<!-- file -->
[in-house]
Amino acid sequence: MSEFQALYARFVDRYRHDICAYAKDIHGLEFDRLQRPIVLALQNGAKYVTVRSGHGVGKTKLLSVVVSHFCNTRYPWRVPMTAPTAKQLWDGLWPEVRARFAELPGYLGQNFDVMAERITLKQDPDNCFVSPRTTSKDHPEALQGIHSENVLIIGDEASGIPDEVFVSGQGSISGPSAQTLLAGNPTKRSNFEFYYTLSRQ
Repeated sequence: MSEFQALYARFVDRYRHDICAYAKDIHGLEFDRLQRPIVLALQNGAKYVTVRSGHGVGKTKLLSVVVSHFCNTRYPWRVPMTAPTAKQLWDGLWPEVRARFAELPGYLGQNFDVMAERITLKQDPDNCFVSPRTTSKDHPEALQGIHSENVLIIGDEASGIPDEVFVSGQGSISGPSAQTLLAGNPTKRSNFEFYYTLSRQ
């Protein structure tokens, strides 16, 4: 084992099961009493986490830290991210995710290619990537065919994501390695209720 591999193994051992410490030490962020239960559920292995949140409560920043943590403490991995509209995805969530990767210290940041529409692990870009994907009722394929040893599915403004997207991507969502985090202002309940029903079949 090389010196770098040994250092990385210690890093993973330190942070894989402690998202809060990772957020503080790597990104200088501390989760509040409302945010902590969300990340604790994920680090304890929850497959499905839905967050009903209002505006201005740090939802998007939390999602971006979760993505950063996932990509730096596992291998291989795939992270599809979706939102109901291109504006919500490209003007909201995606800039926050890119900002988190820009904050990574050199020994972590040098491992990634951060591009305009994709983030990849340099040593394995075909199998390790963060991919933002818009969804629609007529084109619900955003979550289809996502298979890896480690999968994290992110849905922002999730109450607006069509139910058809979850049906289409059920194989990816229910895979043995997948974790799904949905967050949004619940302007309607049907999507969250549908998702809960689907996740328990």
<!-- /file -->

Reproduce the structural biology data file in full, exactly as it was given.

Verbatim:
[in-house]
Amino acid sequence: MSEFQALYARFVDRYRHDICAYAKDIHGLEFDRLQRPIVLALQNGAKYVTVRSGHGVGKTKLLSVVVSHFCNTRYPWRVPMTAPTAKQLWDGLWPEVRARFAELPGYLGQNFDVMAERITLKQDPDNCFVSPRTTSKDHPEALQGIHSENVLIIGDEASGIPDEVFVSGQGSISGPSAQTLLAGNPTKRSNFEFYYTLSRQ
Repeated sequence: MSEFQALYARFVDRYRHDICAYAKDIHGLEFDRLQRPIVLALQNGAKYVTVRSGHGVGKTKLLSVVVSHFCNTRYPWRVPMTAPTAKQLWDGLWPEVRARFAELPGYLGQNFDVMAERITLKQDPDNCFVSPRTTSKDHPEALQGIHSENVLIIGDEASGIPDEVFVSGQGSISGPSAQTLLAGNPTKRSNFEFYYTLSRQ
């Protein structure tokens, strides 16, 4: 084992099961009493986490830290991210995710290619990537065919994501390695209720 591999193994051992410490030490962020239960559920292995949140409560920043943590403490991995509209995805969530990767210290940041529409692990870009994907009722394929040893599915403004997207991507969502985090202002309940029903079949 090389010196770098040994250092990385210690890093993973330190942070894989402690998202809060990772957020503080790597990104200088501390989760509040409302945010902590969300990340604790994920680090304890929850497959499905839905967050009903209002505006201005740090939802998007939390999602971006979760993505950063996932990509730096596992291998291989795939992270599809979706939102109901291109504006919500490209003007909201995606800039926050890119900002988190820009904050990574050199020994972590040098491992990634951060591009305009994709983030990849340099040593394995075909199998390790963060991919933002818009969804629609007529084109619900955003979550289809996502298979890896480690999968994290992110849905922002999730109450607006069509139910058809979850049906289409059920194989990816229910895979043995997948974790799904949905967050949004619940302007309607049907999507969250549908998702809960689907996740328990």